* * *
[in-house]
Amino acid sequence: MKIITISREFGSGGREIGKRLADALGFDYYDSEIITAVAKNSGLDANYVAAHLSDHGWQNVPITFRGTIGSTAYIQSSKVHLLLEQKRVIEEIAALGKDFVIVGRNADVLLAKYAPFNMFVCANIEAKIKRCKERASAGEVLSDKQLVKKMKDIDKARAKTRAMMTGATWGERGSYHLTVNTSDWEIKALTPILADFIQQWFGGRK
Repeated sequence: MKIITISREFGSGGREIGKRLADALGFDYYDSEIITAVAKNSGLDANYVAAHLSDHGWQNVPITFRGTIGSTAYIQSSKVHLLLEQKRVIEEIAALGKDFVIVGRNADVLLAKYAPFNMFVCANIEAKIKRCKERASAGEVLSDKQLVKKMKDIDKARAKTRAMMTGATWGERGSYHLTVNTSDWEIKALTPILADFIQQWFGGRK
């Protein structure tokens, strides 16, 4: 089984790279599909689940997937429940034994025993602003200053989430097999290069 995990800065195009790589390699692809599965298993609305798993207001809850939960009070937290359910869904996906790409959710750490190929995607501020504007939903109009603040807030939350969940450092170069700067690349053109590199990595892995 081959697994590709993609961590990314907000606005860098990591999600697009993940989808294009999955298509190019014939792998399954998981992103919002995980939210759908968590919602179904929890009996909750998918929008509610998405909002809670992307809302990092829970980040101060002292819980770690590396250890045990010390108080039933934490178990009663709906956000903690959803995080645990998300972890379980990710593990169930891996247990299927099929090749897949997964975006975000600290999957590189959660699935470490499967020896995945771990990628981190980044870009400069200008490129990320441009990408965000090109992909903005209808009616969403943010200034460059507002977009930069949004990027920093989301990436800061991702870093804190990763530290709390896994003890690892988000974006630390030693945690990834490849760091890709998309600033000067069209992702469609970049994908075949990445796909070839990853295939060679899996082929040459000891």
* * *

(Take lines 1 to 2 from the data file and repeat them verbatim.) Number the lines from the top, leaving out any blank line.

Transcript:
[in-house]
Amino acid sequence: MKIITISREFGSGGREIGKRLADALGFDYYDSEIITAVAKNSGLDANYVAAHLSDHGWQNVPITFRGTIGSTAYIQSSKVHLLLEQKRVIEEIAALGKDFVIVGRNADVLLAKYAPFNMFVCANIEAKIKRCKERASAGEVLSDKQLVKKMKDIDKARAKTRAMMTGATWGERGSYHLTVNTSDWEIKALTPILADFIQQWFGGRK